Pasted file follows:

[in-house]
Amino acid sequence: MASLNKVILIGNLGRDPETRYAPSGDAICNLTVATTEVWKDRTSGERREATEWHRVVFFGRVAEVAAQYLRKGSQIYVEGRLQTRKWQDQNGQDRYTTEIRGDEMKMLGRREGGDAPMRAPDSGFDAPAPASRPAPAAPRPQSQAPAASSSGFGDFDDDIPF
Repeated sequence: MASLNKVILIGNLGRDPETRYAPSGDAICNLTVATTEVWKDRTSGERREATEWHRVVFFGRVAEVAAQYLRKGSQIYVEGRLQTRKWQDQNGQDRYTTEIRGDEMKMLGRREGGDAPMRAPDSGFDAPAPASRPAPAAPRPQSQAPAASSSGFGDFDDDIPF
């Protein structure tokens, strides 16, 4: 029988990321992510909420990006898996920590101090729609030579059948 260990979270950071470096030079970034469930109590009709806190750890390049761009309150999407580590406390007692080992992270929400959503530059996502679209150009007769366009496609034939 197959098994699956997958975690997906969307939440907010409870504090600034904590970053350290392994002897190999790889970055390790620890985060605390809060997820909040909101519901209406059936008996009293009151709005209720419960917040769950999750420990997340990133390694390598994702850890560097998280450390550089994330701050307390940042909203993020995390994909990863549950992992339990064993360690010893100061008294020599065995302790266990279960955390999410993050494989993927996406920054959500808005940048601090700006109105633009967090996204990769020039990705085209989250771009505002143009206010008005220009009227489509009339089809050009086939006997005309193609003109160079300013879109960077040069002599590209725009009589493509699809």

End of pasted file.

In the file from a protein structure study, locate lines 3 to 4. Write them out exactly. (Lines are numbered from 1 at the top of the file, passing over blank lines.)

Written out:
Repeated sequence: MASLNKVILIGNLGRDPETRYAPSGDAICNLTVATTEVWKDRTSGERREATEWHRVVFFGRVAEVAAQYLRKGSQIYVEGRLQTRKWQDQNGQDRYTTEIRGDEMKMLGRREGGDAPMRAPDSGFDAPAPASRPAPAAPRPQSQAPAASSSGFGDFDDDIPF
């Protein structure tokens, strides 16, 4: 029988990321992510909420990006898996920590101090729609030579059948 260990979270950071470096030079970034469930109590009709806190750890390049761009309150999407580590406390007692080992992270929400959503530059996502679209150009007769366009496609034939 197959098994699956997958975690997906969307939440907010409870504090600034904590970053350290392994002897190999790889970055390790620890985060605390809060997820909040909101519901209406059936008996009293009151709005209720419960917040769950999750420990997340990133390694390598994702850890560097998280450390550089994330701050307390940042909203993020995390994909990863549950992992339990064993360690010893100061008294020599065995302790266990279960955390999410993050494989993927996406920054959500808005940048601090700006109105633009967090996204990769020039990705085209989250771009505002143009206010008005220009009227489509009339089809050009086939006997005309193609003109160079300013879109960077040069002599590209725009009589493509699809």